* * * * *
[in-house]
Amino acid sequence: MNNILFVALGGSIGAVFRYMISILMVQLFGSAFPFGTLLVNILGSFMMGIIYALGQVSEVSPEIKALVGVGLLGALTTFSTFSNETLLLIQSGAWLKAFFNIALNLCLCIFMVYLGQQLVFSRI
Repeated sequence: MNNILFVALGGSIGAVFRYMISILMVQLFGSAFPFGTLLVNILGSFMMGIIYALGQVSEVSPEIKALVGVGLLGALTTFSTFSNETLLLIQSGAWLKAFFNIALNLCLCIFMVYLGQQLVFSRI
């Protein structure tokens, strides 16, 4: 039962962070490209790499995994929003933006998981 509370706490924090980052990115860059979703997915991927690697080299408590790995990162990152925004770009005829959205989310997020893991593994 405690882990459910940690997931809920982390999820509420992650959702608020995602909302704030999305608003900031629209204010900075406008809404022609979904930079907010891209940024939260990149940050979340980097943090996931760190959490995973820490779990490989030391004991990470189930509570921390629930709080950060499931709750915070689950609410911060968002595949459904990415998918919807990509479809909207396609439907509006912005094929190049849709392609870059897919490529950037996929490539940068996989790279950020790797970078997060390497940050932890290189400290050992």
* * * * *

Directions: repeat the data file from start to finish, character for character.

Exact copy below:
[in-house]
Amino acid sequence: MNNILFVALGGSIGAVFRYMISILMVQLFGSAFPFGTLLVNILGSFMMGIIYALGQVSEVSPEIKALVGVGLLGALTTFSTFSNETLLLIQSGAWLKAFFNIALNLCLCIFMVYLGQQLVFSRI
Repeated sequence: MNNILFVALGGSIGAVFRYMISILMVQLFGSAFPFGTLLVNILGSFMMGIIYALGQVSEVSPEIKALVGVGLLGALTTFSTFSNETLLLIQSGAWLKAFFNIALNLCLCIFMVYLGQQLVFSRI
């Protein structure tokens, strides 16, 4: 039962962070490209790499995994929003933006998981 509370706490924090980052990115860059979703997915991927690697080299408590790995990162990152925004770009005829959205989310997020893991593994 405690882990459910940690997931809920982390999820509420992650959702608020995602909302704030999305608003900031629209204010900075406008809404022609979904930079907010891209940024939260990149940050979340980097943090996931760190959490995973820490779990490989030391004991990470189930509570921390629930709080950060499931709750915070689950609410911060968002595949459904990415998918919807990509479809909207396609439907509006912005094929190049849709392609870059897919490529950037996929490539940068996989790279950020790797970078997060390497940050932890290189400290050992």